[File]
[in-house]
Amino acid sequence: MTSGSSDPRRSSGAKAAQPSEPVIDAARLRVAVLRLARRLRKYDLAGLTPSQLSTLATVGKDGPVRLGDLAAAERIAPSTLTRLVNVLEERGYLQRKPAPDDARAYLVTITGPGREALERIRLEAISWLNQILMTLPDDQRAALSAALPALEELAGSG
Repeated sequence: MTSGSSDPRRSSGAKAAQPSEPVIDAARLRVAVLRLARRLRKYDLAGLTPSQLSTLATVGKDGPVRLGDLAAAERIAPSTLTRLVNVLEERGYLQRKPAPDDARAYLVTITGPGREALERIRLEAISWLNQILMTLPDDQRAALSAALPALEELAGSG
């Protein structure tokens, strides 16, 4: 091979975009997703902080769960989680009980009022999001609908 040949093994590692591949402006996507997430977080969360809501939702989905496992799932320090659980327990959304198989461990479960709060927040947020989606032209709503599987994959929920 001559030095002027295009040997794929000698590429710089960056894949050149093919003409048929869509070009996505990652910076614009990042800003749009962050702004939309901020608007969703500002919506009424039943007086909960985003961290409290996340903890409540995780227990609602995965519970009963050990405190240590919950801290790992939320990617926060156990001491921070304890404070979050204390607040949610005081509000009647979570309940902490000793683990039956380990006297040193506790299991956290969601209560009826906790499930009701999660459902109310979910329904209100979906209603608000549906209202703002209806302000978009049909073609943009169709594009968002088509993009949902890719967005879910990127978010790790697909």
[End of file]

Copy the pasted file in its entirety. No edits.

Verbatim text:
[in-house]
Amino acid sequence: MTSGSSDPRRSSGAKAAQPSEPVIDAARLRVAVLRLARRLRKYDLAGLTPSQLSTLATVGKDGPVRLGDLAAAERIAPSTLTRLVNVLEERGYLQRKPAPDDARAYLVTITGPGREALERIRLEAISWLNQILMTLPDDQRAALSAALPALEELAGSG
Repeated sequence: MTSGSSDPRRSSGAKAAQPSEPVIDAARLRVAVLRLARRLRKYDLAGLTPSQLSTLATVGKDGPVRLGDLAAAERIAPSTLTRLVNVLEERGYLQRKPAPDDARAYLVTITGPGREALERIRLEAISWLNQILMTLPDDQRAALSAALPALEELAGSG
């Protein structure tokens, strides 16, 4: 091979975009997703902080769960989680009980009022999001609908 040949093994590692591949402006996507997430977080969360809501939702989905496992799932320090659980327990959304198989461990479960709060927040947020989606032209709503599987994959929920 001559030095002027295009040997794929000698590429710089960056894949050149093919003409048929869509070009996505990652910076614009990042800003749009962050702004939309901020608007969703500002919506009424039943007086909960985003961290409290996340903890409540995780227990609602995965519970009963050990405190240590919950801290790992939320990617926060156990001491921070304890404070979050204390607040949610005081509000009647979570309940902490000793683990039956380990006297040193506790299991956290969601209560009826906790499930009701999660459902109310979910329904209100979906209603608000549906209202703002209806302000978009049909073609943009169709594009968002088509993009949902890719967005879910990127978010790790697909």